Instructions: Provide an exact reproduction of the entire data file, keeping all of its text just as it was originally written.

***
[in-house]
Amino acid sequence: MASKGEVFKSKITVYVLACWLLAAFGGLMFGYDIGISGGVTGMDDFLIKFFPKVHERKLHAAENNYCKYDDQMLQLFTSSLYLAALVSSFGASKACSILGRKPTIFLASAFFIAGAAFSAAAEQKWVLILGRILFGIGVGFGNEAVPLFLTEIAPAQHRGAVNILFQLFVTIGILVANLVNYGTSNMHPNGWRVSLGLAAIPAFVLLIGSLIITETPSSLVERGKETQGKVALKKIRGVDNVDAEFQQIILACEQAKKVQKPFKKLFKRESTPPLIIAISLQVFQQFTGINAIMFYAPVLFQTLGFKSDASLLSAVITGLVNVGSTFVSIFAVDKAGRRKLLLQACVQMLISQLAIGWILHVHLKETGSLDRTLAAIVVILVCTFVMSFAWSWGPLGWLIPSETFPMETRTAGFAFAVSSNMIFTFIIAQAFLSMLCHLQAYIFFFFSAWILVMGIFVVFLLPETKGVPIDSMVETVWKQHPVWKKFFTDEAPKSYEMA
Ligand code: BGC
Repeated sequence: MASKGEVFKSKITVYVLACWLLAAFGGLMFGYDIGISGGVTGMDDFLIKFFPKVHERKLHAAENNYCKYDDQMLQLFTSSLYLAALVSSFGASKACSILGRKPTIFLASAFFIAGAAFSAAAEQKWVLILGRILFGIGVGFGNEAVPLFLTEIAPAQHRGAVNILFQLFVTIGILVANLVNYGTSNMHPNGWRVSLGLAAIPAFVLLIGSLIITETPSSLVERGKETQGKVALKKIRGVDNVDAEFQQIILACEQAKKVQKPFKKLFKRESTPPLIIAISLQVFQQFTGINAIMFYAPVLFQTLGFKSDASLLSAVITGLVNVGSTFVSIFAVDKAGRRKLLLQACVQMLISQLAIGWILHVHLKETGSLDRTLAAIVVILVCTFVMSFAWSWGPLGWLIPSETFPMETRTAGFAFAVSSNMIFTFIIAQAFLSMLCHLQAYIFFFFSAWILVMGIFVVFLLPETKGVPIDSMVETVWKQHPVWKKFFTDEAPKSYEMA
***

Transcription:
[in-house]
Amino acid sequence: MASKGEVFKSKITVYVLACWLLAAFGGLMFGYDIGISGGVTGMDDFLIKFFPKVHERKLHAAENNYCKYDDQMLQLFTSSLYLAALVSSFGASKACSILGRKPTIFLASAFFIAGAAFSAAAEQKWVLILGRILFGIGVGFGNEAVPLFLTEIAPAQHRGAVNILFQLFVTIGILVANLVNYGTSNMHPNGWRVSLGLAAIPAFVLLIGSLIITETPSSLVERGKETQGKVALKKIRGVDNVDAEFQQIILACEQAKKVQKPFKKLFKRESTPPLIIAISLQVFQQFTGINAIMFYAPVLFQTLGFKSDASLLSAVITGLVNVGSTFVSIFAVDKAGRRKLLLQACVQMLISQLAIGWILHVHLKETGSLDRTLAAIVVILVCTFVMSFAWSWGPLGWLIPSETFPMETRTAGFAFAVSSNMIFTFIIAQAFLSMLCHLQAYIFFFFSAWILVMGIFVVFLLPETKGVPIDSMVETVWKQHPVWKKFFTDEAPKSYEMA
Ligand code: BGC
Repeated sequence: MASKGEVFKSKITVYVLACWLLAAFGGLMFGYDIGISGGVTGMDDFLIKFFPKVHERKLHAAENNYCKYDDQMLQLFTSSLYLAALVSSFGASKACSILGRKPTIFLASAFFIAGAAFSAAAEQKWVLILGRILFGIGVGFGNEAVPLFLTEIAPAQHRGAVNILFQLFVTIGILVANLVNYGTSNMHPNGWRVSLGLAAIPAFVLLIGSLIITETPSSLVERGKETQGKVALKKIRGVDNVDAEFQQIILACEQAKKVQKPFKKLFKRESTPPLIIAISLQVFQQFTGINAIMFYAPVLFQTLGFKSDASLLSAVITGLVNVGSTFVSIFAVDKAGRRKLLLQACVQMLISQLAIGWILHVHLKETGSLDRTLAAIVVILVCTFVMSFAWSWGPLGWLIPSETFPMETRTAGFAFAVSSNMIFTFIIAQAFLSMLCHLQAYIFFFFSAWILVMGIFVVFLLPETKGVPIDSMVETVWKQHPVWKKFFTDEAPKSYEMA